Airports were central to a scheme that helped Atlanta businessmen collect hundreds of millions of dollars in revenue speculating in Iraqi dinars, federal investigators said.
In a June 9 civil forfeiture filing in the U.S. Court of the Northern District of Georgia in Atlanta, investigators asked to seize houses, three private planes and three luxury cars associated with executives of Sterling Currency Group LLC, which were allegedly used in a longstanding scheme to launder money and mislead investors.
Sterling executives — namely co-founders Tyson Rhame and James Shaw, as well as Chief Operating Officer Frank Bell — led customers to believe that a revaluation of the dinar would lead to “abrupt, exponential rise in value against the U.S. dollar and hence yield enormous profits for dinar holders,” prosecutors say in the filing.
In one year in 2011, Sterling sold $245 million in currency, with annual totals dropping to $126 million in 2012 and $109 million in 2013.
The filing cites emails between executives which investigators say show they had knowledge that they were running an “illegal operation” and believed the revaluation was “mythology,” despite the lines they were feeding currency buyers.
The Atlanta airport was the portal where the dinars entered the country in bulk, investigators wrote.
“Sterling purchases its inventory of dinar notes from exchangers in the Middle East, transports the notes in bulk to the United States via commercial carrier, retrieves the notes from Hartsfield-Jackson International Airport, and for storage to a business location in Atlanta, Georgia, where they remain available to fill customer orders placed on its websites.”
And 22 airports in the U.S., three in Canada and one in Puerto Rico were also the planned depots where customers could exchange dinar in the event of a revaluation.
Sterling Currency, operating earlier as Dinar Banker, promised buyers that it had the power to set up kiosks and satellite offices in major airports within 24 hours, complete with de la Rue currency conversion machines and necessary equipment to conduct wire transfers. The idea was that customers could easily fly in, make the exchange and depart, all without going through security, according to the filing.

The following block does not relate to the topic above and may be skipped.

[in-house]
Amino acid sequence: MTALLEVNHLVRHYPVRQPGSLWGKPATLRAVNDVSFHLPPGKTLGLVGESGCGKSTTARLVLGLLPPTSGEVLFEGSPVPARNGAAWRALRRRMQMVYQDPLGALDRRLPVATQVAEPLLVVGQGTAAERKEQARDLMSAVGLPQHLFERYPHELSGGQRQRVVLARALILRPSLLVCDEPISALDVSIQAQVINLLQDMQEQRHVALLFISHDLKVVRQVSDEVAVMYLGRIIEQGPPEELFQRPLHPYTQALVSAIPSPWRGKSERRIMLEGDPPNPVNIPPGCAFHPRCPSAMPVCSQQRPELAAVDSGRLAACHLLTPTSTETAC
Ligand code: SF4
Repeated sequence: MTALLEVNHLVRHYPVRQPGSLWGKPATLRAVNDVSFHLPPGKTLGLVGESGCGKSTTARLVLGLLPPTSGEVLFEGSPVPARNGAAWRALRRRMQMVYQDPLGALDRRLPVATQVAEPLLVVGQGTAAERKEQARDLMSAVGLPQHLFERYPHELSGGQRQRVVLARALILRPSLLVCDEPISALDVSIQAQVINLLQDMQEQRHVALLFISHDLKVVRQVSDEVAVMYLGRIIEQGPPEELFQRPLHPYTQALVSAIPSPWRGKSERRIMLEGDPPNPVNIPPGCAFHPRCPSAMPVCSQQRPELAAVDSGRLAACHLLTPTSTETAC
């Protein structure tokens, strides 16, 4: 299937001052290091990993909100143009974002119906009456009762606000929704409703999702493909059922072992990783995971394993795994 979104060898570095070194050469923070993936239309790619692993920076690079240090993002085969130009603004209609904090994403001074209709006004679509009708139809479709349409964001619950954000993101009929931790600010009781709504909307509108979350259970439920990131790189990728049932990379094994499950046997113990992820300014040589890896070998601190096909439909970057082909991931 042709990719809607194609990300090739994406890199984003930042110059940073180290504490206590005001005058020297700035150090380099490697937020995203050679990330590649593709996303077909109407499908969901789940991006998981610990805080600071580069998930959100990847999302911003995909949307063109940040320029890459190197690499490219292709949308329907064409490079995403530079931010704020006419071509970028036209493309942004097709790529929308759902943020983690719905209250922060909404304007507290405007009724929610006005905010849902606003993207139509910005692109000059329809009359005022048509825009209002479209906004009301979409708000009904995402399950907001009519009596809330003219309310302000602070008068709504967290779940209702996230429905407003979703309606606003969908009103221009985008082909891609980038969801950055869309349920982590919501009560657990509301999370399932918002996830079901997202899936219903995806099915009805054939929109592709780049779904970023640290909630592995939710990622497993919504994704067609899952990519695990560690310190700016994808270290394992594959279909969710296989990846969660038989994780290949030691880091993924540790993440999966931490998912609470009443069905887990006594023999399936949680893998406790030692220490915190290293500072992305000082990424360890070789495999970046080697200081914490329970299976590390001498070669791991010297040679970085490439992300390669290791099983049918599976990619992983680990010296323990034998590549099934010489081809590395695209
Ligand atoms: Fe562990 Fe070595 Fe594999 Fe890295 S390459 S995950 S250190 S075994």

“You will not have to go through security in the airport exchange locations – You can simply come in with Dinar in a briefcase or luggage and come to the exchange location set up in the office area of each airport,” read a posting on the company’s website, according to the filing.
Investigators said former employees and representatives from three airports confirmed that no such arrangements had been put in place.
Sterling’s owners have yet to be charged with a crime, but the filing indicates that they are the subject of an ongoing criminal investigation.
On its website, the company denies any wrongdoing.
“Despite the statements in the civil complaint, every single business related to the owners of Sterling Currency Group is legitimate and is compliant with all state and federal laws,” a statement reads. “Finally, we believe the record will show that representations made about internal communications between employees at Sterling in the civil complaint filed by the federal government are inaccurate and taken out of context.”